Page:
The Hard Facts of Global Corruption
Action rarely follows rhetoric when it comes to global corruption.
- It takes two to tango to rob national treasuries and undermine global commerce.
- The vast bulk of global corruption investigations and prosecutions have been pursued by the US authorities.
- If action follows rhetoric, then some solid progress could be made in the months to come on global corruption.
- Anticorruption campaigns being waged by Xi Jinping may over time affect the behavior of powerful corrupt officials.
It takes two to tango to rob national treasuries and undermine global commerce: the government officials and politicians who take the bribes and, of course, the corporations who pay the bribes.
Transparency International’s 2014 Corruption Perceptions Index (CPI) covering 175 countries reveals that more than two-thirds score less than 50 points on a scale, where 100 is fully clean of corruption and 1 is the very opposite.
Monitoring just how pervasive bad governance is
If one looks, for example, at emerging market economies, where to an increasing degree governments have publicly pledged to attack corruption, then the picture remains bleak. Levels of perceived corruption in most emerging market countries are very high, with the great majority having CPI scores of less than 50, including the four BRICS.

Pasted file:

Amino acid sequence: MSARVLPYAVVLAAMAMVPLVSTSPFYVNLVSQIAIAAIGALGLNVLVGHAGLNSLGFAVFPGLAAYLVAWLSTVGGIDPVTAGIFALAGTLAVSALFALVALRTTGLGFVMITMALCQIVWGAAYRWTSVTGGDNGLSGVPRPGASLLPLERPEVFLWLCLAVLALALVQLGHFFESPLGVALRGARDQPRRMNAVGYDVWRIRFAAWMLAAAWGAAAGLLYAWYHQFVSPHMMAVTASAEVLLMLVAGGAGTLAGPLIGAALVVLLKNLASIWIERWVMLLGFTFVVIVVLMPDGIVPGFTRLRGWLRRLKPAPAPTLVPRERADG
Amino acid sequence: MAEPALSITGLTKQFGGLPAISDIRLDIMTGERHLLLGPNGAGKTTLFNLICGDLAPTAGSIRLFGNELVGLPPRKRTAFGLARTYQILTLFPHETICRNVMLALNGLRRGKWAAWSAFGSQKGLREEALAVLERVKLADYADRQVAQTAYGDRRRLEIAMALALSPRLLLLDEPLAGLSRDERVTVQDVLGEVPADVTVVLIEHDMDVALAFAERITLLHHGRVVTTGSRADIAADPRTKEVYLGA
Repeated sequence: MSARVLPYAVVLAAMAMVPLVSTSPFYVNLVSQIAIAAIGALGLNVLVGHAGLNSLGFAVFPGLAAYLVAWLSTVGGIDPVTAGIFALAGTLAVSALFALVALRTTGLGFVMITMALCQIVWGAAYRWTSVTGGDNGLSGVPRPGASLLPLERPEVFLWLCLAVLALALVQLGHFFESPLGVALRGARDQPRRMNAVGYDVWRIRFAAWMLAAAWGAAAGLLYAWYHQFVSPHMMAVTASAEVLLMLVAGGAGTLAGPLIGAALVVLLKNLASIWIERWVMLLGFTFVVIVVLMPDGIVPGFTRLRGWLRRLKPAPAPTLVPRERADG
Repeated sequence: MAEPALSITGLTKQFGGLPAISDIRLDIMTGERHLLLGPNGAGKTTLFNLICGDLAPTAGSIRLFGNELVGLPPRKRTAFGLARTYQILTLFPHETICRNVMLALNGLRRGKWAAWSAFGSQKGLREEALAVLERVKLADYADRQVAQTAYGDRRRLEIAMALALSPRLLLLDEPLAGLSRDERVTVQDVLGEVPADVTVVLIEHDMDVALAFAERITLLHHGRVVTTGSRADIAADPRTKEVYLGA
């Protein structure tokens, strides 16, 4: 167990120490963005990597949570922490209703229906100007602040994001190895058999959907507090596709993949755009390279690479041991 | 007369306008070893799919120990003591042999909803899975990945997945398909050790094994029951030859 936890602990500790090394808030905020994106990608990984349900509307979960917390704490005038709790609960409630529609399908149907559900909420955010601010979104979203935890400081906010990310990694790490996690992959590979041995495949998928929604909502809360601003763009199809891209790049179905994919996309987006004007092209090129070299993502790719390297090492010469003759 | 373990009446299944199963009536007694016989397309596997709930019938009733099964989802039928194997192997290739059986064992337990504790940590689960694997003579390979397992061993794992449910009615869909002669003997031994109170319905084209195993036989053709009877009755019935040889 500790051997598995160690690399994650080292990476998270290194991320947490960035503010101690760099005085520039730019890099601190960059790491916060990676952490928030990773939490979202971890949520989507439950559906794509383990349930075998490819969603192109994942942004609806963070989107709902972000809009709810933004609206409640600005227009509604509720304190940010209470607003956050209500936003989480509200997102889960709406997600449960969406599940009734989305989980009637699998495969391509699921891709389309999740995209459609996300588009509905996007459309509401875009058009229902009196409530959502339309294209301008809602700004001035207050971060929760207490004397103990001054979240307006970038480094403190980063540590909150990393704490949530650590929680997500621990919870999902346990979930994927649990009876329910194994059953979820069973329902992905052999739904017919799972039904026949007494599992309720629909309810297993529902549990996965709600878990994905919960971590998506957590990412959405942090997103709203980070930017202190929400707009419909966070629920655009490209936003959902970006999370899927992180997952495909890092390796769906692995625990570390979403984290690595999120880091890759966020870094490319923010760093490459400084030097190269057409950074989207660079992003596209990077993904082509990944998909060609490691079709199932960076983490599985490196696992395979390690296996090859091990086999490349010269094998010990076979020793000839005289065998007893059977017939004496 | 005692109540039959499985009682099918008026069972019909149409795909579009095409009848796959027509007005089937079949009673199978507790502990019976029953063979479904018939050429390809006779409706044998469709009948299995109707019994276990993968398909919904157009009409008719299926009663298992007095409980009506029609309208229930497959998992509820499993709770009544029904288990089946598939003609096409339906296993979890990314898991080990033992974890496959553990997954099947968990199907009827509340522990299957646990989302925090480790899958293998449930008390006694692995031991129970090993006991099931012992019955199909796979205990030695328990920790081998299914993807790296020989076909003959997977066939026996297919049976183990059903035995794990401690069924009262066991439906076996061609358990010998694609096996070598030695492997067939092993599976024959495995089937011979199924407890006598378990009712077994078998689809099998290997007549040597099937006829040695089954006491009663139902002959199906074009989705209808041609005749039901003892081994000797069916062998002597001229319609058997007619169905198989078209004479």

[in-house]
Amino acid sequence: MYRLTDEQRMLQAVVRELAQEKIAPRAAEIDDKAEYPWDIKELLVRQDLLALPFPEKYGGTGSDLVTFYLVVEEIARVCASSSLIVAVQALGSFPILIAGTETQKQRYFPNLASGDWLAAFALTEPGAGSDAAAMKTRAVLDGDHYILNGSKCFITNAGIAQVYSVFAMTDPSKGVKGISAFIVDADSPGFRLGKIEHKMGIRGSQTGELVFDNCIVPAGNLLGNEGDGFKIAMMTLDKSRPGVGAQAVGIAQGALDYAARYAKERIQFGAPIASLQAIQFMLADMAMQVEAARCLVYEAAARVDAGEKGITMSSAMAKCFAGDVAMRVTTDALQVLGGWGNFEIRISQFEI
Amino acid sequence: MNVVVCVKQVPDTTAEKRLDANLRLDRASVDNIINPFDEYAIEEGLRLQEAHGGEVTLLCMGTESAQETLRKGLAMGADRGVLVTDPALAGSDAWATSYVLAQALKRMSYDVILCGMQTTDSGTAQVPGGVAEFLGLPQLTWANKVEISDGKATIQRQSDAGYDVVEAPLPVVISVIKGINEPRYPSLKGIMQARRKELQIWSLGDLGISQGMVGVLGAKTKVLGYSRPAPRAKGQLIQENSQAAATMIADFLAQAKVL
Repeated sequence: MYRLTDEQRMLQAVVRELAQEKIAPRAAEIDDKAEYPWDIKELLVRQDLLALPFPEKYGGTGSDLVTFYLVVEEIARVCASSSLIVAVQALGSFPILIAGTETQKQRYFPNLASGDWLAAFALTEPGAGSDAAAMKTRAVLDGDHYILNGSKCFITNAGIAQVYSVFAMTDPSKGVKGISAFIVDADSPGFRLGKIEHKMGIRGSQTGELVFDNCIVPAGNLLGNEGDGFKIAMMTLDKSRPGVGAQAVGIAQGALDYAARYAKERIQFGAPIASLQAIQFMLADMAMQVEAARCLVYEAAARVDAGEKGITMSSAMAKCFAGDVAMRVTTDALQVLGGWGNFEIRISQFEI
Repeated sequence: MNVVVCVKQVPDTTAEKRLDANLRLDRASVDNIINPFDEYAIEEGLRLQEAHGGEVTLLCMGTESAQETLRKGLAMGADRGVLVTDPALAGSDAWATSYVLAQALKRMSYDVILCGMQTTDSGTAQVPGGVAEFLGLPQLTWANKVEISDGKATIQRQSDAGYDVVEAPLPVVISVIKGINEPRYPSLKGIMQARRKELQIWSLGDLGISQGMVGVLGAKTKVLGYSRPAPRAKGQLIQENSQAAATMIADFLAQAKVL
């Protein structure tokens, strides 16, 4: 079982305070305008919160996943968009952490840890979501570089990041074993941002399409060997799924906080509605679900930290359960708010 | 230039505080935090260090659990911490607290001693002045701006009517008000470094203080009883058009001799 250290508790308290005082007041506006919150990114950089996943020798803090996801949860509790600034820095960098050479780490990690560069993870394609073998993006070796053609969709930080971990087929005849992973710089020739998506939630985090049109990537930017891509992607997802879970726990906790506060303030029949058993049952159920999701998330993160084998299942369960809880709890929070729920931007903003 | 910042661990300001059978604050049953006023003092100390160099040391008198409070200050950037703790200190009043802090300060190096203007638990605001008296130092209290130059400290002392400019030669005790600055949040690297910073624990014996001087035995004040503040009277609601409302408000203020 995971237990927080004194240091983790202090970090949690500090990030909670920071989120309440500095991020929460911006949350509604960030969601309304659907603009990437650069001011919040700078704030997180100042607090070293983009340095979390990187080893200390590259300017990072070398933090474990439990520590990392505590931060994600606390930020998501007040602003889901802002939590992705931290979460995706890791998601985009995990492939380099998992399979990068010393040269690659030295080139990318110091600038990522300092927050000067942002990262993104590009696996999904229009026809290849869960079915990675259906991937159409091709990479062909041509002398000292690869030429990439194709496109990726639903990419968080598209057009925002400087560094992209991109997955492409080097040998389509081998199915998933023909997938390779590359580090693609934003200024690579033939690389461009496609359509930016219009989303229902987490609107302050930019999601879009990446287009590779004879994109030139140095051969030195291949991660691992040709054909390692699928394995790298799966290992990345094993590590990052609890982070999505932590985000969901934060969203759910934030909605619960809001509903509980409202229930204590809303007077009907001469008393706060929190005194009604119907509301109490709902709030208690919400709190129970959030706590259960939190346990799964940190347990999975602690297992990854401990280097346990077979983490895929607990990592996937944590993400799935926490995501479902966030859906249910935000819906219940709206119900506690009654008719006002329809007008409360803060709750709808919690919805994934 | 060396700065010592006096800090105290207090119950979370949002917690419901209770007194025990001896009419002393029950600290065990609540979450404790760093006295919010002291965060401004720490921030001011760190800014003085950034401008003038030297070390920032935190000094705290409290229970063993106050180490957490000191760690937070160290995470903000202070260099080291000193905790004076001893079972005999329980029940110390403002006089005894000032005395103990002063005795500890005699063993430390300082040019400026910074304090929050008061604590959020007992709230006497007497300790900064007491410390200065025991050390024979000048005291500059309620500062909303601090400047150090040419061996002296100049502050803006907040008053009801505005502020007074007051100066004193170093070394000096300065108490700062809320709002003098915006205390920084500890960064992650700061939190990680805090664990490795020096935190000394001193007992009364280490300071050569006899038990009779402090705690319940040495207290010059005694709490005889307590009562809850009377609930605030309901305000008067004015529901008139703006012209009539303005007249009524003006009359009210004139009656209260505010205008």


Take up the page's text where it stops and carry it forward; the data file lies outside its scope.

Many executives at multinational corporations have long acknowledged the significant risks of doing business with government partners in many emerging market countries, but these are so often offset by considerations of both the very large size and especially the potential of these markets.
Wal-Mart, for example, is now engaged in a multi-year, multi-million dollar internal investigation of allegations that its executives paid bribes in a range of emerging market countries, including Mexico, Brazil and India.
Most corporations, I hope, nevertheless find ways to do business honestly, but as a new study by the OECD shows, many companies are willing to shave their profits significantly to pay bribes and win deals.
The OECD reviewed the cases of 400 corporations that have been investigated for bribing foreign government officials – investigations that took place in some of the 41 countries that signed the OECD Anti-Bribery Convention that first came into force in 1998 and that makes it a criminal offense for a company to bribe a foreign government official.
The OECD said that on average the bribes paid equaled 10.9% of the total transaction value and 34.5% of the profits, equal to $13.8 million per bribe.
Only half the story
Both the Transparency International and the OECD reports have to be considered with some caution. The CPI is based on a series of well respected opinion polls each year and Transparency International underscores that the results reflect perceptions, not hard facts.
The OECD report covers what is probably just a tiny fraction of the number of companies that have paid bribes or are paying them today.
The problem in part is that the overwhelming majority of the 41 countries that ratified the OECD pact are not enforcing it.